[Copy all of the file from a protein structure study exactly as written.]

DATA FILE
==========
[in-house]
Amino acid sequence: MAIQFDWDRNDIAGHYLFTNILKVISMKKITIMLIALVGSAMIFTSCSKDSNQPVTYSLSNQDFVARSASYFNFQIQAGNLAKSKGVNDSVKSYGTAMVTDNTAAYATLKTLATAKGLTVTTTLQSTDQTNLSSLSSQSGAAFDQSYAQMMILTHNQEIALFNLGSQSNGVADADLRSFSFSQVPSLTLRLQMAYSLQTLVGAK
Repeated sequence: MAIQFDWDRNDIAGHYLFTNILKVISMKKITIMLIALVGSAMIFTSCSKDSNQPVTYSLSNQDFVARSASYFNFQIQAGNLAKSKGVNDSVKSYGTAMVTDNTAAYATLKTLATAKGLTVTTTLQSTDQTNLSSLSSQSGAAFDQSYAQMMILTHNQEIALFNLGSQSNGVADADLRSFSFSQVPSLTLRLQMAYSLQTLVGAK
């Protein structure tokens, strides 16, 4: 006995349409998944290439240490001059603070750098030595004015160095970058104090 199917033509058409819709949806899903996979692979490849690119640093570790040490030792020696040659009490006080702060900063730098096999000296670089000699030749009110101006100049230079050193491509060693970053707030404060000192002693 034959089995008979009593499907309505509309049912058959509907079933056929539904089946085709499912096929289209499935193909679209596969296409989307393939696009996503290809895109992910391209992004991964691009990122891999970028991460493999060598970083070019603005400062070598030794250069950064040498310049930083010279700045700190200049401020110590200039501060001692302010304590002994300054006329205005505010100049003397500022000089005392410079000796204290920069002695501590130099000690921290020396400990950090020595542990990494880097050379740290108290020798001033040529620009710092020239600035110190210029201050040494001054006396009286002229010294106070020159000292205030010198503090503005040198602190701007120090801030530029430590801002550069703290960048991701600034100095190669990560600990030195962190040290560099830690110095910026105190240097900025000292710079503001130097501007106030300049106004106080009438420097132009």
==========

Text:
[in-house]
Amino acid sequence: MAIQFDWDRNDIAGHYLFTNILKVISMKKITIMLIALVGSAMIFTSCSKDSNQPVTYSLSNQDFVARSASYFNFQIQAGNLAKSKGVNDSVKSYGTAMVTDNTAAYATLKTLATAKGLTVTTTLQSTDQTNLSSLSSQSGAAFDQSYAQMMILTHNQEIALFNLGSQSNGVADADLRSFSFSQVPSLTLRLQMAYSLQTLVGAK
Repeated sequence: MAIQFDWDRNDIAGHYLFTNILKVISMKKITIMLIALVGSAMIFTSCSKDSNQPVTYSLSNQDFVARSASYFNFQIQAGNLAKSKGVNDSVKSYGTAMVTDNTAAYATLKTLATAKGLTVTTTLQSTDQTNLSSLSSQSGAAFDQSYAQMMILTHNQEIALFNLGSQSNGVADADLRSFSFSQVPSLTLRLQMAYSLQTLVGAK
């Protein structure tokens, strides 16, 4: 006995349409998944290439240490001059603070750098030595004015160095970058104090 199917033509058409819709949806899903996979692979490849690119640093570790040490030792020696040659009490006080702060900063730098096999000296670089000699030749009110101006100049230079050193491509060693970053707030404060000192002693 034959089995008979009593499907309505509309049912058959509907079933056929539904089946085709499912096929289209499935193909679209596969296409989307393939696009996503290809895109992910391209992004991964691009990122891999970028991460493999060598970083070019603005400062070598030794250069950064040498310049930083010279700045700190200049401020110590200039501060001692302010304590002994300054006329205005505010100049003397500022000089005392410079000796204290920069002695501590130099000690921290020396400990950090020595542990990494880097050379740290108290020798001033040529620009710092020239600035110190210029201050040494001054006396009286002229010294106070020159000292205030010198503090503005040198602190701007120090801030530029430590801002550069703290960048991701600034100095190669990560600990030195962190040290560099830690110095910026105190240097900025000292710079503001130097501007106030300049106004106080009438420097132009």